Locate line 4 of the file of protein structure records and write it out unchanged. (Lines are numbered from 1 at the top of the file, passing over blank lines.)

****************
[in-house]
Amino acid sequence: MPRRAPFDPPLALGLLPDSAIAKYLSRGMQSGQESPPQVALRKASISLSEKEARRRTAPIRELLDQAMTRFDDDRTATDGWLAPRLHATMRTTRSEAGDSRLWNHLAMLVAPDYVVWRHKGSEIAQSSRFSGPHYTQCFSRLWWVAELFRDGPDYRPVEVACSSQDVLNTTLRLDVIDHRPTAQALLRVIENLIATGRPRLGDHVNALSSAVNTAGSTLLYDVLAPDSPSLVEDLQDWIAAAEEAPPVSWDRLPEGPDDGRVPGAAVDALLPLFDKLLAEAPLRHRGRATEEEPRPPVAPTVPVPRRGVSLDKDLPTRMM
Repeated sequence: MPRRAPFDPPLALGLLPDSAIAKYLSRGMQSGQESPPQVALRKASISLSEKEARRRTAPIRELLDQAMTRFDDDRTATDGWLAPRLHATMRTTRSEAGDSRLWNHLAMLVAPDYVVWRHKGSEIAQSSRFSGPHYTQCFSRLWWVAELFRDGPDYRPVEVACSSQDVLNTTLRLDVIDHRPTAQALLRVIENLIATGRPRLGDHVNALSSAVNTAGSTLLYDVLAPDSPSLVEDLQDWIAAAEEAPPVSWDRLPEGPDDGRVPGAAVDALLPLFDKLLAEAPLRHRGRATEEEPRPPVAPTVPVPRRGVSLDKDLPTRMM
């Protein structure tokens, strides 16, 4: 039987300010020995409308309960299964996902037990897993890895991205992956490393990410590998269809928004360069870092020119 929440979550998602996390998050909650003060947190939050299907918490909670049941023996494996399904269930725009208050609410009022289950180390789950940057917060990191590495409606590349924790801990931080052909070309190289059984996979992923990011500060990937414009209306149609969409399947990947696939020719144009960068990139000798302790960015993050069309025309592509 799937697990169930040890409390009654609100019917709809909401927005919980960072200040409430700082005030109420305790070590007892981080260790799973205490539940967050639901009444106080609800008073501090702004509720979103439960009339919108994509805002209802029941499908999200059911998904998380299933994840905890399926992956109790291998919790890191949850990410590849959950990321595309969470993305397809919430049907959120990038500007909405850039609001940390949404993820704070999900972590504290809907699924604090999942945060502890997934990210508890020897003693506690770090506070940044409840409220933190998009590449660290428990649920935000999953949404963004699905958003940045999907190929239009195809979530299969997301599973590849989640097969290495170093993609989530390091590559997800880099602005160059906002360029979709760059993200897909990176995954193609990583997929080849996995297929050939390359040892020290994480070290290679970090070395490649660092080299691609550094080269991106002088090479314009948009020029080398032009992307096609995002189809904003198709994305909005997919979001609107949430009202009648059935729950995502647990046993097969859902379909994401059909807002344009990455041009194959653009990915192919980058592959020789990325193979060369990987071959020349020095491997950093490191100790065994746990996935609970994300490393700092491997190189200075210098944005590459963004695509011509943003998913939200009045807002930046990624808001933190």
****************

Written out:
């Protein structure tokens, strides 16, 4: 039987300010020995409308309960299964996902037990897993890895991205992956490393990410590998269809928004360069870092020119 929440979550998602996390998050909650003060947190939050299907918490909670049941023996494996399904269930725009208050609410009022289950180390789950940057917060990191590495409606590349924790801990931080052909070309190289059984996979992923990011500060990937414009209306149609969409399947990947696939020719144009960068990139000798302790960015993050069309025309592509 799937697990169930040890409390009654609100019917709809909401927005919980960072200040409430700082005030109420305790070590007892981080260790799973205490539940967050639901009444106080609800008073501090702004509720979103439960009339919108994509805002209802029941499908999200059911998904998380299933994840905890399926992956109790291998919790890191949850990410590849959950990321595309969470993305397809919430049907959120990038500007909405850039609001940390949404993820704070999900972590504290809907699924604090999942945060502890997934990210508890020897003693506690770090506070940044409840409220933190998009590449660290428990649920935000999953949404963004699905958003940045999907190929239009195809979530299969997301599973590849989640097969290495170093993609989530390091590559997800880099602005160059906002360029979709760059993200897909990176995954193609990583997929080849996995297929050939390359040892020290994480070290290679970090070395490649660092080299691609550094080269991106002088090479314009948009020029080398032009992307096609995002189809904003198709994305909005997919979001609107949430009202009648059935729950995502647990046993097969859902379909994401059909807002344009990455041009194959653009990915192919980058592959020789990325193979060369990987071959020349020095491997950093490191100790065994746990996935609970994300490393700092491997190189200075210098944005590459963004695509011509943003998913939200009045807002930046990624808001933190």